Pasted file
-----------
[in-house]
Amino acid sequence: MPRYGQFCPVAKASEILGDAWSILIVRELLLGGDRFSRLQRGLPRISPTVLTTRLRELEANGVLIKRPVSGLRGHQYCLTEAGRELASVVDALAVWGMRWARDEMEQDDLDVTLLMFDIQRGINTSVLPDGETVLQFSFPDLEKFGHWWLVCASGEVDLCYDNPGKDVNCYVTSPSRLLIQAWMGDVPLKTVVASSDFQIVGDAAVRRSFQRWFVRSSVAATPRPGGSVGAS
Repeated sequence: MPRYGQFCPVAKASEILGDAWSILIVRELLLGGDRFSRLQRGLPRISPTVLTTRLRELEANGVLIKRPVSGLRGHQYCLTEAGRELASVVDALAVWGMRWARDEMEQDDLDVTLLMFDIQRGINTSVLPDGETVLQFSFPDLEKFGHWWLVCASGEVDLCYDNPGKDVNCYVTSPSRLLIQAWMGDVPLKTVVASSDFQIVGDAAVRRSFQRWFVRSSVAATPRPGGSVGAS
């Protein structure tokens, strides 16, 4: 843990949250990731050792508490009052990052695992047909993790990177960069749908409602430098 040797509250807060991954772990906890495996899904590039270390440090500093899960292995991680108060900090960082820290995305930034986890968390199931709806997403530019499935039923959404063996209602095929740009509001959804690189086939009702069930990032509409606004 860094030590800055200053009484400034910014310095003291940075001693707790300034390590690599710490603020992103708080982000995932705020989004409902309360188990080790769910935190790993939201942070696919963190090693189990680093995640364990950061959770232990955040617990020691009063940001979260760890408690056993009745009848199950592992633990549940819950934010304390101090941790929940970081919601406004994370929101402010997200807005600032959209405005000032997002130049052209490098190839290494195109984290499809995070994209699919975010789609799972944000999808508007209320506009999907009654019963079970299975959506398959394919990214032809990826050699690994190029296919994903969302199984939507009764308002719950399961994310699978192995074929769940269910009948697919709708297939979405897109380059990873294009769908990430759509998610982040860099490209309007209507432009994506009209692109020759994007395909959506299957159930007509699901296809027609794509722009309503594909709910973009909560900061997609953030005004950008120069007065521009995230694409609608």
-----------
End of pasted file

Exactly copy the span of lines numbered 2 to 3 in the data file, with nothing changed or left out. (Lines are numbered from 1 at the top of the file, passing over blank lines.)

Amino acid sequence: MPRYGQFCPVAKASEILGDAWSILIVRELLLGGDRFSRLQRGLPRISPTVLTTRLRELEANGVLIKRPVSGLRGHQYCLTEAGRELASVVDALAVWGMRWARDEMEQDDLDVTLLMFDIQRGINTSVLPDGETVLQFSFPDLEKFGHWWLVCASGEVDLCYDNPGKDVNCYVTSPSRLLIQAWMGDVPLKTVVASSDFQIVGDAAVRRSFQRWFVRSSVAATPRPGGSVGAS
Repeated sequence: MPRYGQFCPVAKASEILGDAWSILIVRELLLGGDRFSRLQRGLPRISPTVLTTRLRELEANGVLIKRPVSGLRGHQYCLTEAGRELASVVDALAVWGMRWARDEMEQDDLDVTLLMFDIQRGINTSVLPDGETVLQFSFPDLEKFGHWWLVCASGEVDLCYDNPGKDVNCYVTSPSRLLIQAWMGDVPLKTVVASSDFQIVGDAAVRRSFQRWFVRSSVAATPRPGGSVGAS